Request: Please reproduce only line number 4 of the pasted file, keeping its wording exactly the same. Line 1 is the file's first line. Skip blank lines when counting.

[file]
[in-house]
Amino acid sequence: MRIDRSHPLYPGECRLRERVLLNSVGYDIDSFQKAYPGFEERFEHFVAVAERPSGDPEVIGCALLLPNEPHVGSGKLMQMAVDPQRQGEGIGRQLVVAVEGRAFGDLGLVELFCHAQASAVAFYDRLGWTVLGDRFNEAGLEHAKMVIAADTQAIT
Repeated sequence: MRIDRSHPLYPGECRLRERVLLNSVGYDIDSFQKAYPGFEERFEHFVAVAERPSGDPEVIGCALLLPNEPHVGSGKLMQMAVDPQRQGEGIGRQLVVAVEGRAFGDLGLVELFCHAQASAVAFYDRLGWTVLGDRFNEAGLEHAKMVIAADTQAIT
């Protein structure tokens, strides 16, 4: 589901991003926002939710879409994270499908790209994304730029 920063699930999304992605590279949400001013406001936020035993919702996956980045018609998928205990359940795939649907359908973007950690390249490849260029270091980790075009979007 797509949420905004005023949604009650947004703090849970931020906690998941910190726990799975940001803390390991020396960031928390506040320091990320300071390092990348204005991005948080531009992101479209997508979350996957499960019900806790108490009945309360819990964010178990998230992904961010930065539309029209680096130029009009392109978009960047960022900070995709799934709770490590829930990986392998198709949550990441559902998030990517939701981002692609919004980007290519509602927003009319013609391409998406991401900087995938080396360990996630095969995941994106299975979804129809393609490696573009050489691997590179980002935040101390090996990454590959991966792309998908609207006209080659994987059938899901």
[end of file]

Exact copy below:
């Protein structure tokens, strides 16, 4: 589901991003926002939710879409994270499908790209994304730029 920063699930999304992605590279949400001013406001936020035993919702996956980045018609998928205990359940795939649907359908973007950690390249490849260029270091980790075009979007 797509949420905004005023949604009650947004703090849970931020906690998941910190726990799975940001803390390991020396960031928390506040320091990320300071390092990348204005991005948080531009992101479209997508979350996957499960019900806790108490009945309360819990964010178990998230992904961010930065539309029209680096130029009009392109978009960047960022900070995709799934709770490590829930990986392998198709949550990441559902998030990517939701981002692609919004980007290519509602927003009319013609391409998406991401900087995938080396360990996630095969995941994106299975979804129809393609490696573009050489691997590179980002935040101390090996990454590959991966792309998908609207006209080659994987059938899901």